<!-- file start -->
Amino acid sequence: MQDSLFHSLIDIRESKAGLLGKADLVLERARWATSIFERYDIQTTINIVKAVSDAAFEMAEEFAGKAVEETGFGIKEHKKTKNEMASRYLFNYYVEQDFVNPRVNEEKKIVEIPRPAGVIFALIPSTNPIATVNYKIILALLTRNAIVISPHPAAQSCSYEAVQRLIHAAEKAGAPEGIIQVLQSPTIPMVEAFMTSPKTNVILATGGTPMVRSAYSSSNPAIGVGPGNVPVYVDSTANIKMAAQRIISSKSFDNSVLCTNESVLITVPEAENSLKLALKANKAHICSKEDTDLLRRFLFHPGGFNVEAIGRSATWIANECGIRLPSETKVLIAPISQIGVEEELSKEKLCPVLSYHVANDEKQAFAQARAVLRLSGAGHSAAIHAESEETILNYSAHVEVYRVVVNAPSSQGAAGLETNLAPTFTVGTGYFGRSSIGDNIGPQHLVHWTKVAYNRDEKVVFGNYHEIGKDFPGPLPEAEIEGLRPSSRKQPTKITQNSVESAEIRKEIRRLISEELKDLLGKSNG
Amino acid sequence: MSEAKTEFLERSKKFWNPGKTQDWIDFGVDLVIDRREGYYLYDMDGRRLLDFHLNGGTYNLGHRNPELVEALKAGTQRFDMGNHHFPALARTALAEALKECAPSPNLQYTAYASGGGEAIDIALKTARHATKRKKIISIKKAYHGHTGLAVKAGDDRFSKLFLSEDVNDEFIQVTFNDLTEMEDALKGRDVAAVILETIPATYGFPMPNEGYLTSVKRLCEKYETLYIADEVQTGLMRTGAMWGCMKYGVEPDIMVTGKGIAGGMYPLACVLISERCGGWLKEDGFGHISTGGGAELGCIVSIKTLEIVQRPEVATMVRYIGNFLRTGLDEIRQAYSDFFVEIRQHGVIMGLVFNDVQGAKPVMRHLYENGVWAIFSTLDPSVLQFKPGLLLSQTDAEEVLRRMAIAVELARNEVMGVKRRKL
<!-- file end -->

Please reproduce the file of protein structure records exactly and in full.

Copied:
Amino acid sequence: MQDSLFHSLIDIRESKAGLLGKADLVLERARWATSIFERYDIQTTINIVKAVSDAAFEMAEEFAGKAVEETGFGIKEHKKTKNEMASRYLFNYYVEQDFVNPRVNEEKKIVEIPRPAGVIFALIPSTNPIATVNYKIILALLTRNAIVISPHPAAQSCSYEAVQRLIHAAEKAGAPEGIIQVLQSPTIPMVEAFMTSPKTNVILATGGTPMVRSAYSSSNPAIGVGPGNVPVYVDSTANIKMAAQRIISSKSFDNSVLCTNESVLITVPEAENSLKLALKANKAHICSKEDTDLLRRFLFHPGGFNVEAIGRSATWIANECGIRLPSETKVLIAPISQIGVEEELSKEKLCPVLSYHVANDEKQAFAQARAVLRLSGAGHSAAIHAESEETILNYSAHVEVYRVVVNAPSSQGAAGLETNLAPTFTVGTGYFGRSSIGDNIGPQHLVHWTKVAYNRDEKVVFGNYHEIGKDFPGPLPEAEIEGLRPSSRKQPTKITQNSVESAEIRKEIRRLISEELKDLLGKSNG
Amino acid sequence: MSEAKTEFLERSKKFWNPGKTQDWIDFGVDLVIDRREGYYLYDMDGRRLLDFHLNGGTYNLGHRNPELVEALKAGTQRFDMGNHHFPALARTALAEALKECAPSPNLQYTAYASGGGEAIDIALKTARHATKRKKIISIKKAYHGHTGLAVKAGDDRFSKLFLSEDVNDEFIQVTFNDLTEMEDALKGRDVAAVILETIPATYGFPMPNEGYLTSVKRLCEKYETLYIADEVQTGLMRTGAMWGCMKYGVEPDIMVTGKGIAGGMYPLACVLISERCGGWLKEDGFGHISTGGGAELGCIVSIKTLEIVQRPEVATMVRYIGNFLRTGLDEIRQAYSDFFVEIRQHGVIMGLVFNDVQGAKPVMRHLYENGVWAIFSTLDPSVLQFKPGLLLSQTDAEEVLRRMAIAVELARNEVMGVKRRKL